New research has shown that the average tenure for a Canadian worker is under two years. Workopolis mined data from over 7 million work history records, comparing job tenures from 1990-2000 and 2000-Present.


From 1990 through 2000 the number of people staying at their jobs for less than two years doubled from 16 percent to 33 per cent of employees. That trend has only accelerated into the 2000s, almost doubling again from 33 per cent to 51 per cent. Shorter stints at jobs have now become the majority.

Now just 30 per cent of people hold any one job for over four years.


Traditionally, too many short work stints was a red flag for employers; but with over half the working population now staying at their jobs for less than two years, ‘job hopping’ is the new normal.


So, what does this mean for hiring managers? Firstly, only hiring people with histories of long tenures is a thing of the past. You would be severely limiting your pool of candidates in an already competitive skills shortage. Secondly, just how important is tenure anyway?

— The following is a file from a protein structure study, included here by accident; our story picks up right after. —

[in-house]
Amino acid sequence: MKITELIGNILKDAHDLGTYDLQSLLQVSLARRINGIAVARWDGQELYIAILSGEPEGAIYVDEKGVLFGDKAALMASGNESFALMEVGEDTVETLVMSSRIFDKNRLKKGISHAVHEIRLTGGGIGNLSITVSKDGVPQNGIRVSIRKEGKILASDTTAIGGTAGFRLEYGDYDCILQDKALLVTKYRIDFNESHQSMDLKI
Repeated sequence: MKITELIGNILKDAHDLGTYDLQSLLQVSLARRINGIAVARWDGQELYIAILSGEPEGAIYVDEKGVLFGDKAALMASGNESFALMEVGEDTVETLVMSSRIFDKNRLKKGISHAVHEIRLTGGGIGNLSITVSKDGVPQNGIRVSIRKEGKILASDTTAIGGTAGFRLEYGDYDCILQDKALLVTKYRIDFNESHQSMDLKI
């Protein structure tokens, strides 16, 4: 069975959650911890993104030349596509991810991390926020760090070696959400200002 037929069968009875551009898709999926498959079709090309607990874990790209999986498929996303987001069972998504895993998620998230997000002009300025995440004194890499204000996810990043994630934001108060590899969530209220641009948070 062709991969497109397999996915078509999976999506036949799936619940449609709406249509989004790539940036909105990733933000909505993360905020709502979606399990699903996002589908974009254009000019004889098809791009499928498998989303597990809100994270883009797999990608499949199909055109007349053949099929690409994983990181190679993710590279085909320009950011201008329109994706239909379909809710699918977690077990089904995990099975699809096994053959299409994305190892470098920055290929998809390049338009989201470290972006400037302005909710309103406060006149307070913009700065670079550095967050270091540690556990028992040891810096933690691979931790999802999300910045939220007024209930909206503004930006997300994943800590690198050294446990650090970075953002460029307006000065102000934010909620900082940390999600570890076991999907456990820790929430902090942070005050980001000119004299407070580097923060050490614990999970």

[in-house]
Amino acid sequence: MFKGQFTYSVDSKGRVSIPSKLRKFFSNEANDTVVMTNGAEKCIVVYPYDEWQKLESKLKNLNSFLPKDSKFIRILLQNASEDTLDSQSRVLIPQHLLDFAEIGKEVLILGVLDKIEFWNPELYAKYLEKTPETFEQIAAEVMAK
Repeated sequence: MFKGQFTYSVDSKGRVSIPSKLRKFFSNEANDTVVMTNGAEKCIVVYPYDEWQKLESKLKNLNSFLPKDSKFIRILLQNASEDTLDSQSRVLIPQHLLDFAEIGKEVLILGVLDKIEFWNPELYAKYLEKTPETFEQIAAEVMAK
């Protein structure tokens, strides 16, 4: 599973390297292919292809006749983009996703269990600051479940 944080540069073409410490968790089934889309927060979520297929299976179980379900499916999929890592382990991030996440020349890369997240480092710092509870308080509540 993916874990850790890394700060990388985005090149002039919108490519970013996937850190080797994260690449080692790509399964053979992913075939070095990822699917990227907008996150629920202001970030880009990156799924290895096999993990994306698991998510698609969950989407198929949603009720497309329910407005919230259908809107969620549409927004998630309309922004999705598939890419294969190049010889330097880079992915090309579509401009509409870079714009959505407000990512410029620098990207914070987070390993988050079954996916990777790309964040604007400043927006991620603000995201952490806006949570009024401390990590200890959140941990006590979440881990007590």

Consider this – Would you rather have a high performer elevating your team for 2 years or a mediocre performer warming a seat for 7?


Having a history of high performance and achievements should pull rank over tenure any day. That’s not to say that the two don’t often come hand in hand naturally. The point is to not to assume that long tenures = valuable experience. When reviewing resumes and conducting interviews, try to zero in on quantifiable achievements accomplished during a candidate’s work history (short OR long).


With this growing trend towards shorter work stays, an efficient onboarding process is even more important to get new hires up and running as quick as possible. For more advice on hiring and onboarding, or to receive a free copy of our Employer’s Guide to Onboarding, email